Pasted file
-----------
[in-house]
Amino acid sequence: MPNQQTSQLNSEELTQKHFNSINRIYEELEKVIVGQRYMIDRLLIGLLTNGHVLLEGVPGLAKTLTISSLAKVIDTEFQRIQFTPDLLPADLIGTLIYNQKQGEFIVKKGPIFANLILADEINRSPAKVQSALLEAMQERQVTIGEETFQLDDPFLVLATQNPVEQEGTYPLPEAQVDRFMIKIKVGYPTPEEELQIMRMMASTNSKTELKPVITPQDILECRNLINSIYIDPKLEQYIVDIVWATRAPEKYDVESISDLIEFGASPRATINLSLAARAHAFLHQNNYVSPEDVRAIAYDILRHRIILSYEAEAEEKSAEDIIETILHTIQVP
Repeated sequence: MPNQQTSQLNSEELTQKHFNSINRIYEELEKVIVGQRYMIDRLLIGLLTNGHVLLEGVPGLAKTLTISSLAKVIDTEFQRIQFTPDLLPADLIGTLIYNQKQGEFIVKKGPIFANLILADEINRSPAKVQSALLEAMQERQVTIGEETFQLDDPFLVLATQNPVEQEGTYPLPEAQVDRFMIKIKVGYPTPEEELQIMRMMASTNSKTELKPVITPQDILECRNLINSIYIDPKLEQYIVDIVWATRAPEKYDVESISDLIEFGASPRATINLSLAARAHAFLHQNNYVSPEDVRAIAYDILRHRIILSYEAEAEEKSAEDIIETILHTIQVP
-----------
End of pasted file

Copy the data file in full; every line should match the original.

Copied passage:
[in-house]
Amino acid sequence: MPNQQTSQLNSEELTQKHFNSINRIYEELEKVIVGQRYMIDRLLIGLLTNGHVLLEGVPGLAKTLTISSLAKVIDTEFQRIQFTPDLLPADLIGTLIYNQKQGEFIVKKGPIFANLILADEINRSPAKVQSALLEAMQERQVTIGEETFQLDDPFLVLATQNPVEQEGTYPLPEAQVDRFMIKIKVGYPTPEEELQIMRMMASTNSKTELKPVITPQDILECRNLINSIYIDPKLEQYIVDIVWATRAPEKYDVESISDLIEFGASPRATINLSLAARAHAFLHQNNYVSPEDVRAIAYDILRHRIILSYEAEAEEKSAEDIIETILHTIQVP
Repeated sequence: MPNQQTSQLNSEELTQKHFNSINRIYEELEKVIVGQRYMIDRLLIGLLTNGHVLLEGVPGLAKTLTISSLAKVIDTEFQRIQFTPDLLPADLIGTLIYNQKQGEFIVKKGPIFANLILADEINRSPAKVQSALLEAMQERQVTIGEETFQLDDPFLVLATQNPVEQEGTYPLPEAQVDRFMIKIKVGYPTPEEELQIMRMMASTNSKTELKPVITPQDILECRNLINSIYIDPKLEQYIVDIVWATRAPEKYDVESISDLIEFGASPRATINLSLAARAHAFLHQNNYVSPEDVRAIAYDILRHRIILSYEAEAEEKSAEDIIETILHTIQVP